What it Really Means to Have a Nutrient Deficiency
When you lack some of the essential nutrients your body needs to function optimally, you have a nutrient deficiency. You may also have a nutrient deficiency if you are taking a pharmaceutical like an antibiotic or a long-term drug like a statin, as commonly used over-the-counter drugs can cause potentially serious nutrient depletions. Nutrient deficiences can impact your body in a variety of different ways. Sometimes the signs are subtle, like you may feel “off” or a little more tired than usual. In other instances, the symptoms may be more obvious like your feet are tingling or you’re having uncontrolled muscle spasms.
Tricia L. Psota, PhD, RDN, from the George Washington University Milken Institute School of Public Health in Washington, DC says, “Nutrient deficiences alter bodily functions and processes at the most basic cellular level. These processes include water balance, enzyme function, nerve signaling, digestion, and metabolism. Resolving these deficiences is important for optimal growth, development, and function.”
The 7 Most common Nutrient Deficiencies
Calcium is a very important mineral, needed to maintain strong bones and to carry out many important functions of the body. According to the National Institutes of Health, Calcium is needed for muscles to move and for nerves to carry messages between the brain and every body part. Though insufficient levels of calcium do not produce short-term, obvious symptoms, overtime it may cause low bone mass (osteopenia) and increase the risk of osteoporosis and bone fractures.
Vitamin D is a fat-soluble vitamin, obtained from the sun, foods and supplements. It promotes calcium absorption in the gut. Without sufficient Vitamin D levels, bones can become thin, brittle, or misshapen. According to the National Institutes of Health, Vitamin D deficiencies can occur when usual intake is lower than recommended levels over time, exposure to sunlight is limited, or absorption from the digestive tract is inadequate.
Potassium is a very important mineral for the proper function of all cells, tissues and organs in the human body. It is critical for heart function and plays a key role in skeletal and smooth muscle contraction, making it important for normal digestive and muscle function. Keeping the right amount of potassium in the body depends on the amount of sodium and magnesium in the blood, according to the University of Maryland Medical Center. Some symptoms of a potassium deficiency include muscle weakness and stiffness, abdominal bloating, dizziness, frequent urination and numbness in the hands and feet.
Iron is a mineral used to carry oxygen in the hemoglobin of red blood cells throughout the body so cells can produce energy. Iron helps to remove carbon dioxide. When the body’s iron stores become so low that not enough normal red blood cells can be made to carry oxygen efficiently, a condition known as iron deficiency anemia develops. When levels of iron are low, fatigue, weakness, dizziness, and headaches can result, according to the Academy of Nutrition and Dietetics.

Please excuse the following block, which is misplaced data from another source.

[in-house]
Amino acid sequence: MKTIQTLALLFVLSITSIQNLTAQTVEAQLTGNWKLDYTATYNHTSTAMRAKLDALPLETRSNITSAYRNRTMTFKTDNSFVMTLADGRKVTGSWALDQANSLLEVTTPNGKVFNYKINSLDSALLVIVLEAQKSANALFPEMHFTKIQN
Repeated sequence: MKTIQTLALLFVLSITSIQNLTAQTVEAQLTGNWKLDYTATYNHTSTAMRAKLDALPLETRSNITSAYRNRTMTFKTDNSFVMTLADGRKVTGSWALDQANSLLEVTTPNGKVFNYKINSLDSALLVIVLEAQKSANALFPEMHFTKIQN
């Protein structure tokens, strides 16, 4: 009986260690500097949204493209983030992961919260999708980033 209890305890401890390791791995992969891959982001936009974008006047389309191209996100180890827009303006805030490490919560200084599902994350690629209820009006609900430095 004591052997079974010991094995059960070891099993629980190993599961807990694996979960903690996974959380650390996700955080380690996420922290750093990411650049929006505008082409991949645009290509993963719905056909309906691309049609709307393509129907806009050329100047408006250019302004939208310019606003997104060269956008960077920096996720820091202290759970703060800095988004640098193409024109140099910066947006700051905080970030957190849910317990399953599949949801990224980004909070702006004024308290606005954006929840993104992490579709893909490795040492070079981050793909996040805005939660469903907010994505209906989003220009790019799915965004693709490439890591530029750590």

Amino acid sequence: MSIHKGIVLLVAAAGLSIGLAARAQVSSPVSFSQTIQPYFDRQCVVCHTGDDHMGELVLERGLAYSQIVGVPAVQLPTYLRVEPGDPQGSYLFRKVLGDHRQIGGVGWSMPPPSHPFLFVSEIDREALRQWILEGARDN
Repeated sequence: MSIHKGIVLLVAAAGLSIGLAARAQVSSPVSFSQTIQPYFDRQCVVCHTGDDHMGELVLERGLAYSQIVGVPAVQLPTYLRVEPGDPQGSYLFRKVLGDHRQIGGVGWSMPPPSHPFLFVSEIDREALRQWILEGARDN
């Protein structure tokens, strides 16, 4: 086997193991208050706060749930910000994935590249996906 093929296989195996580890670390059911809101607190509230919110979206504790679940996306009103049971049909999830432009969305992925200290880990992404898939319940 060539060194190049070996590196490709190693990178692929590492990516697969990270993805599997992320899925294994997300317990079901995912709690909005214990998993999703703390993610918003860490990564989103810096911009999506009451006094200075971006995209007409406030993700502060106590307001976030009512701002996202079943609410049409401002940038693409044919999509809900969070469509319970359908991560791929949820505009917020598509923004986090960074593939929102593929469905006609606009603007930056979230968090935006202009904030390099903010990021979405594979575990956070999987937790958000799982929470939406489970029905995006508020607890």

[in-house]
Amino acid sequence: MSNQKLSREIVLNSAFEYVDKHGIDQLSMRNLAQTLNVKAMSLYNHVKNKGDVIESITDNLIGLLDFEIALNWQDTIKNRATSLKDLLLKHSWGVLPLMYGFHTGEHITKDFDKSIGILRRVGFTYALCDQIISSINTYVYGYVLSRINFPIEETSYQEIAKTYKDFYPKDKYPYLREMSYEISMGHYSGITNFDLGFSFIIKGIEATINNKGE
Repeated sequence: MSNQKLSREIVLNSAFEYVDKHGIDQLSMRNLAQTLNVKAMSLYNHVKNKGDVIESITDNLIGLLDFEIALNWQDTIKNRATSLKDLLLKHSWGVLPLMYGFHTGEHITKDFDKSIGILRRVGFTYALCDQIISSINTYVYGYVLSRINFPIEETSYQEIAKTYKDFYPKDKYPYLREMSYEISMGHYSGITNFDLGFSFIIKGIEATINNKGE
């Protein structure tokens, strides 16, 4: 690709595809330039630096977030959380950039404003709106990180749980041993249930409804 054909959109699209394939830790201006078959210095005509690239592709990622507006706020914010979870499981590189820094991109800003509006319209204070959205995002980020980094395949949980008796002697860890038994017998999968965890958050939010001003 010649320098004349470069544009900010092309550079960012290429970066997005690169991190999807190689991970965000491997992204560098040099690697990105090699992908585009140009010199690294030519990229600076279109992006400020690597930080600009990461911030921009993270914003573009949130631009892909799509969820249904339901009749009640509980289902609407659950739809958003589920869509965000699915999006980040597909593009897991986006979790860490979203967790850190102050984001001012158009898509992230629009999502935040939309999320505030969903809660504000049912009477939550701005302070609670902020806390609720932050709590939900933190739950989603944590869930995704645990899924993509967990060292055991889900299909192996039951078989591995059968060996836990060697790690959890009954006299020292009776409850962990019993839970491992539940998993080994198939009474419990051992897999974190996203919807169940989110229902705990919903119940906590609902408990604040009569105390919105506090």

Sufficient levels of Vitamin B12 are needed by the body to reduce homocysteine levels, protect the heart and arteries, support the weight of brain matter, promote mental energy and mood, protect memory function and support hearing. A Vitamin B12 deficiency can exhibit many symptoms, including weakness, fatigue, light-headedness, rapid heartbeat and easy bruising.
Folic acid, or Folate, is a water-soluble B-vitamin, specifically known as Vitamin B9. It is found in vitamin supplements, fortified foods, green leafy vegetables, mushrooms and beans. Studies show that is greatly benefits the heart and circulatory health and may support blood pressure already within a normal range. A folate deficiency can cause anemia, where you have too few red blood cells in the body, depriving your tissues of oxygen. Many doctors recommend pregnant women to take folate, as a deficiency has been shown to lead to birth defects during pregnancy, according to Healthline.
Magnesium is a crucial mineral that your body needs to maintain healthy blood pressure and blood sugar levels. It is among the top five most abundant minerals in the body, assisting in over 300 chemical processes. Older adults have a higher risk of magnesium deficiency than younger adults, since the integrity of the kidneys is lower and the mineral may be lost in the urine. Signs of a deficiency include appetite changes, nausea, muscle tension, cramps and lack of energy. More severe deficiency signs are abnormal heart rhythms and spasms, according to Jerry Hickey, R.Ph of InVite® Health.
A Superior Multivitamin to Combat Nutrient Depletions
We live in an increasingly polluted environment, loaded with toxins; the soil we grow our food in is often nutrient-depleted and many consume processed, factory-made foods supplying scant nutrients. Add that depletion with less time spent outdoors, minimal exercise, prescription drugs and medications, and chronic stress and the result is that many individuals are truly nutrient depleted. For these reasons, healthcare professionals are advising their patients to start taking a safe, reliably-made, high-quality multivitamin mineral formula on a daily basis to fill the nutritional deficits in their diet. InVite®’s superior multivitamins are designed around a core of energy-producing nutrients along with powerfully protective food-derived antioxidants, designed to address the replenishment of core nutrients depleted by commonly prescribed drugs, to support physical activity, and to support the increased need for particular nutrients during the aging process.
If you suspect a nutrient deficiency, speak with your doctor before starting a vitamin regimen. Make sure you are eating a balanced, nutrient-rich diet, as well.